NBA Draft

Who Is This Year’s Mitchell Robinson?

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Last year, I wrote a prediction piece foreshadowing non-lottery rookies who I thought would break out. My top pick for this exhaustive exercise was none other than Mitchell Robinson. Call it dumb luck, call it telepathic, or call it blind arrogance, but watching this prophecy come to fruition made me feel like the Rasputin of rookies. I was a clairvoyant, but my crystal ball was far from impeccable. You see, two of my other selections to have respectable rookie seasons were Grayson Allen and De’Anthony Melton, both of whom struggled to crack bench units at times last year.

Prophesizing rookie success is an imperfect science (though calling it science is probably hyperbolic). The sample size of play against pro-competition is next to nonexistent, and Summer League is a trapdoor for “prisoner of the moment” takes. Evaluating a rookie solely off of his play against G-leaguers without coaching schemes in place is a recipe for outlandish takes.

How then, should one go about forecasting rookie success? Some would argue a formulaic approach is the best method, but the analytical path is imperfect as you are caught in the web of evaluating metrics against sub-NBA level talent. Instead, choose to look in the rearview at traits that have historically allowed rookies to succeed: opportunity and a translatable/tangible skill set. Opportunity alone is rarely enough, as an underdeveloped rookie fails to deliver consistent play–regardless of how often he sees the floor. Players like Josh Jackson and Frank Ntilikina, for example, elicited the classic adages of “raw athleticism” and “serious potential”, but failed to meet expectations and were quickly dubbed “projects” in order to provide hope for a fanbase to compensate for the lack of on-court production.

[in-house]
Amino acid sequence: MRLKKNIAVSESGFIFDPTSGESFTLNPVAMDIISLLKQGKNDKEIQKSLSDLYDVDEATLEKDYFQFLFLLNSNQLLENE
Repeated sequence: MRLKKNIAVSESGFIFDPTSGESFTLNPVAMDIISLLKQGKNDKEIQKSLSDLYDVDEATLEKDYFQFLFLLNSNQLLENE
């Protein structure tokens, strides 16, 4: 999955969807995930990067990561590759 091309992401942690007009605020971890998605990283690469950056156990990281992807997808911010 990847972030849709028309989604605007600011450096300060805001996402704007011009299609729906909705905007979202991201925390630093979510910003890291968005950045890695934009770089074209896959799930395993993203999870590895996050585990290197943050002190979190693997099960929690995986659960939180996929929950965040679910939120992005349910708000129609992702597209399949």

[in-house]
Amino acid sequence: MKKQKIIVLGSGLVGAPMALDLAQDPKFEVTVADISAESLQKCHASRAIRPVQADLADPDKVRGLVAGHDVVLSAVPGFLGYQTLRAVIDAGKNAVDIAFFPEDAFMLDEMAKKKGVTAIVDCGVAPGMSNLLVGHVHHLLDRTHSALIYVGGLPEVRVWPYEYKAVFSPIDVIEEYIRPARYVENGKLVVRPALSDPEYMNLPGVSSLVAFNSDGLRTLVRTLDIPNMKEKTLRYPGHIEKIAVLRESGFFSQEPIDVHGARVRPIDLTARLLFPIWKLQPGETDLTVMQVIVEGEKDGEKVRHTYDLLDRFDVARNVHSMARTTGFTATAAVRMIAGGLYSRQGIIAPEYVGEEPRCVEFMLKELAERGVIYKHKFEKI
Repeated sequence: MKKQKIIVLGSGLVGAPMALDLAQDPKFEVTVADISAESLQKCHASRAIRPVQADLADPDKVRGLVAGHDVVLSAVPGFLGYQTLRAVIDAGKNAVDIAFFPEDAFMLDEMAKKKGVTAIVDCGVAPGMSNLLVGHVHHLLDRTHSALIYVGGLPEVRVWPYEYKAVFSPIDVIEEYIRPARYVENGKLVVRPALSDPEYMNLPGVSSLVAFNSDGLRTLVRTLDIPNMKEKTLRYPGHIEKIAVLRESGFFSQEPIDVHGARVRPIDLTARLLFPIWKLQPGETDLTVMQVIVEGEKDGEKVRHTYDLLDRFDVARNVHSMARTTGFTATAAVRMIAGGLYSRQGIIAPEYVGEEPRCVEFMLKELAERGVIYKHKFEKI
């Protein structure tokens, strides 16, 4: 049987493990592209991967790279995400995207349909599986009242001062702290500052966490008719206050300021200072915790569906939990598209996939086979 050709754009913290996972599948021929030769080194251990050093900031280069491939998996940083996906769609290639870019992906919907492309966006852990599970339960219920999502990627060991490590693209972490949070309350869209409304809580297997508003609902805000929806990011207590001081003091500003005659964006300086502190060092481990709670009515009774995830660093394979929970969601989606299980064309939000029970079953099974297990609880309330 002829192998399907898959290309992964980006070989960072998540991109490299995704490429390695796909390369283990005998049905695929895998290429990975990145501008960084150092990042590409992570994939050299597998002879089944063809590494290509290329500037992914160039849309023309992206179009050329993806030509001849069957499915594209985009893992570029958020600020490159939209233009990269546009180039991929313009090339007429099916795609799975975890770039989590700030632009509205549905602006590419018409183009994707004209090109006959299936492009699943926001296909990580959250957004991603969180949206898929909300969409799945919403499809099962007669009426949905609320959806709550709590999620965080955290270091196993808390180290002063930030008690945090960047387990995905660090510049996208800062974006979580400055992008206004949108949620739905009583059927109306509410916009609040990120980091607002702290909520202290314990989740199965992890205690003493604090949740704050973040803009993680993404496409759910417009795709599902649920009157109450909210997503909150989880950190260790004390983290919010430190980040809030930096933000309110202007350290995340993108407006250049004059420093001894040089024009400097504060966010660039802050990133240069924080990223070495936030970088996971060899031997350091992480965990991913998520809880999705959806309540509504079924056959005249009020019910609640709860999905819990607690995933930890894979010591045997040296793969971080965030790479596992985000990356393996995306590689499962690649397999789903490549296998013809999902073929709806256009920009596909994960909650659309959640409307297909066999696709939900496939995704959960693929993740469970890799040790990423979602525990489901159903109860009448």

Meanwhile, rooks like Landry Shamet entered situations where opportunity was abundant, and then utilized a developed craft to cement themselves as key rotation pieces.

It is at the crossroads of opportunity and tangible skills where rookie impact most often presents itself.

Note: In order for a player to be an eligible “sleeper” in my eyes, they have to be taken outside of the lottery (Sorry Tyler Herro). As easy as it would be to prophesize strong rookie seasons for Ja Morant and Coby White, the purpose of this exercise is to deliver calculated predictions of players who seemingly slipped through the cracks, in the same way Mitchell Robinson and Landry Shamet did last year.

1. Brandon Clarke, Grizzlies

Brandon Clarke put together one of the most statistically dominant seasons of the decade at Gonzaga and built on this success in Vegas, earning Summer League MVP honors while leading the Grizzlies to a summer league championship. Clarke is a posterchild for advanced stats junkies (he led college basketball in defensive efficiency last year and led Vegas SL in PER), but no statistic can convey the awe-inspiring bounce he plays with on both ends of the floor. He uses this verticality methodically, in unison with his impressive defensive instincts and hyper-switchability, to envelop opposing forwards in the paint.